So, with everything covered up to this point, it’s probably time to play a match.
Pre-Match Staff Meeting
The Pre-Match staff meeting is the last chance to go over everything in-depth before kick-off. Your backroom team provide an opposition report that includes the expected line-up you’re set to face, and key tactical advice for the match ahead.
If you haven’t settled on your team selection by match day, this is your final chance to put your plans into action. Armed with the information from the staff meeting, you should be well set.
In the build-up to a match, running through the items below as something of a check-list will serve you well ahead of kick-off:
- Are your players appropriate for the Positions, Roles and Duties defined in your tactics?
- Are those players fit and match sharp enough for the demands of the fixture?
- Who’s in form? Who isn’t? Does your team represent the best it can be right now?
- Do you have sufficient flexibility to change your tactic if it’s not working?
- Do you have the ability to change the game with your substitutes?
- What is the morale of the team? Are there players with higher morale not involved? Could they be a better fit for the next match?
- What does your fixture list look like? Do you need to rotate your squad?
- Are there any unhappy players who you have promised more first-team football to?
- What threats do the opposition carry? Have you successfully identified them, through opposition analysis reports, and made plans to counter them?
- How important is the match? Can you play a weakened team or give some younger players much-needed playing time? Board Confidence tells you how important the Board deems the competition to be when appraising your performance.
Answer all these questions before confirming your match day team selection. Being able to provide a comprehensive answer to each question gives you a much better chance of achieving the desired result.
Having submitted the team and informed your players of the approach you want to take, they then give you instant feedback on how they feel going into the match. Pay close attention to both the positive and negative reactions and try to use them to your advantage once the match kicks off; confident and happy players are likely to go out and play with positivity, while those disappointed by your choices could struggle but might equally have a point to prove.
The Team Sheet is in and there’s bound to be a reaction, so your Press Officer gathers the very latest from social media. Your staff, meanwhile, advise you of any changes that might need to be made if your opponents have sprung a last-minute surprise.
If you’ve assumed the responsibility for attending pre-match tunnel interviews, you’ll be asked a question or to just before heading out onto the pitch.
Team talks give you a tremendous opportunity to have a positive impact on your players before, during and after each match. A good team talk can lift spirits, sharpen focus, and improve performance. A bad one, however, can do the exact opposite in each regard.
The pre-match team talk is your chance to ensure the players are ready for the task at hand; that they know what’s expected of them, and are put into the right mindset before going about their business.
The half time team talk is a chance to react to the first 45 minutes of football and instruct them accordingly. They might need some encouragement, or waking up, or a reminder that their standards have dropped, or any number of similar things. It sets the table for the second half and can make or break a result.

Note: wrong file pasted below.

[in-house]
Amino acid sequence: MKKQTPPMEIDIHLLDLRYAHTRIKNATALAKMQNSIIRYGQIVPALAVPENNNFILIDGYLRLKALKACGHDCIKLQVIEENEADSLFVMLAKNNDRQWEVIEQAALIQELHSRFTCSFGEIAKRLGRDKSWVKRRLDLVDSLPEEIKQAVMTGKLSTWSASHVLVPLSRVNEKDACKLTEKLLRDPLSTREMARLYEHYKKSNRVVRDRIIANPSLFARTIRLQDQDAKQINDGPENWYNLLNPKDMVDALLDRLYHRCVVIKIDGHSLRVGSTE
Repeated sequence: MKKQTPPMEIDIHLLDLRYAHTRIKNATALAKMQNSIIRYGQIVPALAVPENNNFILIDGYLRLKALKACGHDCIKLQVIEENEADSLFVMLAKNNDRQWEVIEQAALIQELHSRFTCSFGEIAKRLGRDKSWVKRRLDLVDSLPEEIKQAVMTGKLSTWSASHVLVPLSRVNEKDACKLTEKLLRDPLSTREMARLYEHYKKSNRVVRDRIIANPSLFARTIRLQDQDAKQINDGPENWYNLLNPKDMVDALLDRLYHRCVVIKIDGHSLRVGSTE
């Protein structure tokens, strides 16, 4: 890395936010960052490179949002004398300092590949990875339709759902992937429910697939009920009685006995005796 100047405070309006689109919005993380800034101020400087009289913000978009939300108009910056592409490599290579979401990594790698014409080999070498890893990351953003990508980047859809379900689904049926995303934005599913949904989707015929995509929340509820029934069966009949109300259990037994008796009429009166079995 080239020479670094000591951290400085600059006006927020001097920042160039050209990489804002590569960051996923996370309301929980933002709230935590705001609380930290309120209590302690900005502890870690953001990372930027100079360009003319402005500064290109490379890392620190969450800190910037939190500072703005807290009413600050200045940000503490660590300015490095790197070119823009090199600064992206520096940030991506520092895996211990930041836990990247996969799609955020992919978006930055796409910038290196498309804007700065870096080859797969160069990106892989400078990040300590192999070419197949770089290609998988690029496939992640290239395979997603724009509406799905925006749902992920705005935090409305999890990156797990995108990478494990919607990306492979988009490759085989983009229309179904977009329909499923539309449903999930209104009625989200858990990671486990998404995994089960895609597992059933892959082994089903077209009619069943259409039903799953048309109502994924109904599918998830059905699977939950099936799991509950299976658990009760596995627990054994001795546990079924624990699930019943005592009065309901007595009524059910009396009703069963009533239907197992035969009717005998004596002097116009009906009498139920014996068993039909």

The full time team talk can be celebratory in the right circumstances – even in defeat – or it can be a stark reminder to ensure complacency doesn’t creep in, that the outcome was unacceptable, or that they were perhaps lucky. It ensures the players go home with plenty to think about before returning to training and playing their next match.
Your Assistant Manager offers advice on the best team talk to give and this can often reveal something about the players, particularly if they’re somewhat nervous or complacent. It might act as a warning that you should take heed of and address directly with your team talk. Alternatively, you can ask the Assistant Manager to take the talk directly.
Team talks may be issued in one of six distinct tones:
Aggressive, Assertive, Cautious, Reluctant, Calm, Passionate
They each carry an emotion to be transmitted from you, the manager, to the team and it should be appropriate for the situation you find yourself in. A calm tone issues considered, well-gathered instructions and is probably the most advisable ‘base line’ tone to adopt the majority of the time.
The rest of the scale can be used when you feel the team needs a stronger dose of emotional reasoning; each player will react differently depending on their personality, morale and body language. For example, an Aggressive approach might work well for a player who is ‘Fired Up’ while being either Spirited or Resolute in character, but it wouldn’t be successful if given to a player who is Easily Discouraged as a character, and is displaying Nervous body language. To repeat a common theme from throughout this manual, using common sense when dispensing with team talk advice is a sensible approach, and will likely return good results.
In addition to those six tones, team talks as a whole cover six more basic sentiments:
Angry, Disappointed, Encourage, Sympathise, Pleased, Delighted
You might be Delighted after a big win, but Angry or Disappointed at a below-par performance. You might want to Encourage the team to perform pre-match, Sympathise with the way the game has gone at half time, before returning Pleased at full time with their application and the outcome. The combination of tone and sentiment creates a multi-layered device that can truly affect each and every fixture you play.
Try to take as many factors into account as you can before you issue a team talk:
- What has your recent form been like?
- Are you expected to win this match?
- How is each player’s morale?
- Is this your strongest team? Are there any inexperienced players involved?
- How important is this match in the context of your season?